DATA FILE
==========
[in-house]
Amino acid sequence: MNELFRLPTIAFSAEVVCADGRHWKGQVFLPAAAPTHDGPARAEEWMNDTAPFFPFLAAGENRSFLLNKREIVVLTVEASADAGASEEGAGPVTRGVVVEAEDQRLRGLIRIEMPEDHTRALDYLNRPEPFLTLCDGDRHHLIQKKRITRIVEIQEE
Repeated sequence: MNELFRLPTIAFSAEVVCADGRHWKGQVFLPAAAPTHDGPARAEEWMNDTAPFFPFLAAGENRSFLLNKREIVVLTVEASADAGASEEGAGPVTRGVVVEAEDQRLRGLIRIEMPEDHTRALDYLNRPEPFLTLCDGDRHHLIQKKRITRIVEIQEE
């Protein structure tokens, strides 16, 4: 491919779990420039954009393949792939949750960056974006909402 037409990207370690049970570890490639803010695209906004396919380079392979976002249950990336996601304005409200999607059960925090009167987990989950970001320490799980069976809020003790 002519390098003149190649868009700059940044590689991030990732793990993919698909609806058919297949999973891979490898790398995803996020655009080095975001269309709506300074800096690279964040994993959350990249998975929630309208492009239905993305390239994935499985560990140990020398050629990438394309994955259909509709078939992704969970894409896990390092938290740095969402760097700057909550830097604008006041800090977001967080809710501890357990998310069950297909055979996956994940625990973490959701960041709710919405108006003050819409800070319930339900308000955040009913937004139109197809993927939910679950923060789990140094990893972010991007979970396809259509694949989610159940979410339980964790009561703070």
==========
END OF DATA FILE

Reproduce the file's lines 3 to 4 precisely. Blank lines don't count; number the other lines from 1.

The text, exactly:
Repeated sequence: MNELFRLPTIAFSAEVVCADGRHWKGQVFLPAAAPTHDGPARAEEWMNDTAPFFPFLAAGENRSFLLNKREIVVLTVEASADAGASEEGAGPVTRGVVVEAEDQRLRGLIRIEMPEDHTRALDYLNRPEPFLTLCDGDRHHLIQKKRITRIVEIQEE
């Protein structure tokens, strides 16, 4: 491919779990420039954009393949792939949750960056974006909402 037409990207370690049970570890490639803010695209906004396919380079392979976002249950990336996601304005409200999607059960925090009167987990989950970001320490799980069976809020003790 002519390098003149190649868009700059940044590689991030990732793990993919698909609806058919297949999973891979490898790398995803996020655009080095975001269309709506300074800096690279964040994993959350990249998975929630309208492009239905993305390239994935499985560990140990020398050629990438394309994955259909509709078939992704969970894409896990390092938290740095969402760097700057909550830097604008006041800090977001967080809710501890357990998310069950297909055979996956994940625990973490959701960041709710919405108006003050819409800070319930339900308000955040009913937004139109197809993927939910679950923060789990140094990893972010991007979970396809259509694949989610159940979410339980964790009561703070």